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Preventing Suicide: Suggested Resources and Contact Numbers

17 May

The new Netflix series 13 Reasons Why, based on the novel Thirteen Reasons Why by Jay Asher, has a lot of people discussing teen suicide.  Suicide is an important topic since each year in the United States over 34,000 people die by suicide and over 860,000 people attempt suicide, which averages to a person attempting suicide every 38 seconds.  Too often the topic is viewed as taboo and people incorrectly believe that discussing suicide with a depressed person may put the idea in their head.  When I was in high school a classmate committed suicide; she was a sweet, funny, and smart girl whose loss was felt by many.  For this blog I wanted to give along with some books our library patrons can check out on the topic, some helpful phone numbers.

Remember, whether you yourself are in crisis or you are the family member or friend of someone who is, there is help out there and you don’t have to go through this alone.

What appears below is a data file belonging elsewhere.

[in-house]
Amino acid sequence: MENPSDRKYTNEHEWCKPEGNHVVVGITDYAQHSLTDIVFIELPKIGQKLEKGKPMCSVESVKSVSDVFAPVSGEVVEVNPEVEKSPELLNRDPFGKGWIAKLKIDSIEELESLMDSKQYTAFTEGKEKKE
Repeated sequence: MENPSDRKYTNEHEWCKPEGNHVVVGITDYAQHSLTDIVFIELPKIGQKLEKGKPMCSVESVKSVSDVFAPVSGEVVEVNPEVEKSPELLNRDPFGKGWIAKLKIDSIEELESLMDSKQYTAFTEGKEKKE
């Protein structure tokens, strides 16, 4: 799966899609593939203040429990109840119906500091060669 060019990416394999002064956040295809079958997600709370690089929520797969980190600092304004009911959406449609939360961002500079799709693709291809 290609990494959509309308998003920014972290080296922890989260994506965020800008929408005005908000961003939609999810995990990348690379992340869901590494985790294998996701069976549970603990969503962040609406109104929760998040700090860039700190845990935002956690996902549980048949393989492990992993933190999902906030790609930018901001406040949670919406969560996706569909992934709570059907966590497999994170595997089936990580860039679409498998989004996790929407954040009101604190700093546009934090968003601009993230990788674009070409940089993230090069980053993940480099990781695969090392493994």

NJ Hope Line 1-855-654-6735
New Jersey’s 24/7 Peer Support & Suicide Prevention Hotline

National Suicide Prevention Lifeline 1-800-273-TALK (8255)
Nacional de Prevencion del Suicidio 1-888-628-9454
Provides 24/7, free and confidential support for people in distress, prevention and crisis resources for yourself or your loved ones, and best practices for professionals.

Here are some books available from BCCLS Libraries on the Topic of Suicide.

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Understanding Suicide: A National Epidemic, by Connie Goldsmith

Goldsmith examines causes of suicide and its impact on those whose loved ones committed suicide.  Understanding Suicide also looks at coping techniques and warning signs.

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Image via Amazon